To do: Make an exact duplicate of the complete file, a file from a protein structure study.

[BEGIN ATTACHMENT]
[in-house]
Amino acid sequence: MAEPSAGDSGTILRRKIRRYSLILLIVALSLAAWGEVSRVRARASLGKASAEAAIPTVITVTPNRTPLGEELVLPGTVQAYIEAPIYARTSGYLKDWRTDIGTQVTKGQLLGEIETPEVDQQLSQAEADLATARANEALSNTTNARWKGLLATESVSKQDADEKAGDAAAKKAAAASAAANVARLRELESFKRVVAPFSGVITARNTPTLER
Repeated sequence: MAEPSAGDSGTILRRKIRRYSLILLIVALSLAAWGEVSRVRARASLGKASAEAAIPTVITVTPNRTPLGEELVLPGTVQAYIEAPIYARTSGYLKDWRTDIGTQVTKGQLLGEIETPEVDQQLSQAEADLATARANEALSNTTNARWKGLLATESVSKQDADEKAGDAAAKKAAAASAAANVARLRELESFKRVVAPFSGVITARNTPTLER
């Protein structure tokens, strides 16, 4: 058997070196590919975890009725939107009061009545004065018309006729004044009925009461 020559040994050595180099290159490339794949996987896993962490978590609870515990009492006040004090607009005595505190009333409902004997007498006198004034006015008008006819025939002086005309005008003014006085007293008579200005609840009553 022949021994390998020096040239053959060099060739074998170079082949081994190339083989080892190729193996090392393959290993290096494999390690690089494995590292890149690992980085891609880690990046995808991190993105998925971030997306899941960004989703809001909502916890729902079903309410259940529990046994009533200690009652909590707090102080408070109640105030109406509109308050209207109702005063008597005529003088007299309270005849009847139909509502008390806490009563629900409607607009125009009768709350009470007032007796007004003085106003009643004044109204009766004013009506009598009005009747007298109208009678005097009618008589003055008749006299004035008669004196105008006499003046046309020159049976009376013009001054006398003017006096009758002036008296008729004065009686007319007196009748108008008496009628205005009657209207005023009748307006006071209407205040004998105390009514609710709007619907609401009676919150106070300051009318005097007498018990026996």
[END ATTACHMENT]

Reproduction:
[in-house]
Amino acid sequence: MAEPSAGDSGTILRRKIRRYSLILLIVALSLAAWGEVSRVRARASLGKASAEAAIPTVITVTPNRTPLGEELVLPGTVQAYIEAPIYARTSGYLKDWRTDIGTQVTKGQLLGEIETPEVDQQLSQAEADLATARANEALSNTTNARWKGLLATESVSKQDADEKAGDAAAKKAAAASAAANVARLRELESFKRVVAPFSGVITARNTPTLER
Repeated sequence: MAEPSAGDSGTILRRKIRRYSLILLIVALSLAAWGEVSRVRARASLGKASAEAAIPTVITVTPNRTPLGEELVLPGTVQAYIEAPIYARTSGYLKDWRTDIGTQVTKGQLLGEIETPEVDQQLSQAEADLATARANEALSNTTNARWKGLLATESVSKQDADEKAGDAAAKKAAAASAAANVARLRELESFKRVVAPFSGVITARNTPTLER
């Protein structure tokens, strides 16, 4: 058997070196590919975890009725939107009061009545004065018309006729004044009925009461 020559040994050595180099290159490339794949996987896993962490978590609870515990009492006040004090607009005595505190009333409902004997007498006198004034006015008008006819025939002086005309005008003014006085007293008579200005609840009553 022949021994390998020096040239053959060099060739074998170079082949081994190339083989080892190729193996090392393959290993290096494999390690690089494995590292890149690992980085891609880690990046995808991190993105998925971030997306899941960004989703809001909502916890729902079903309410259940529990046994009533200690009652909590707090102080408070109640105030109406509109308050209207109702005063008597005529003088007299309270005849009847139909509502008390806490009563629900409607607009125009009768709350009470007032007796007004003085106003009643004044109204009766004013009506009598009005009747007298109208009678005097009618008589003055008749006299004035008669004196105008006499003046046309020159049976009376013009001054006398003017006096009758002036008296008729004065009686007319007196009748108008008496009628205005009657209207005023009748307006006071209407205040004998105390009514609710709007619907609401009676919150106070300051009318005097007498018990026996």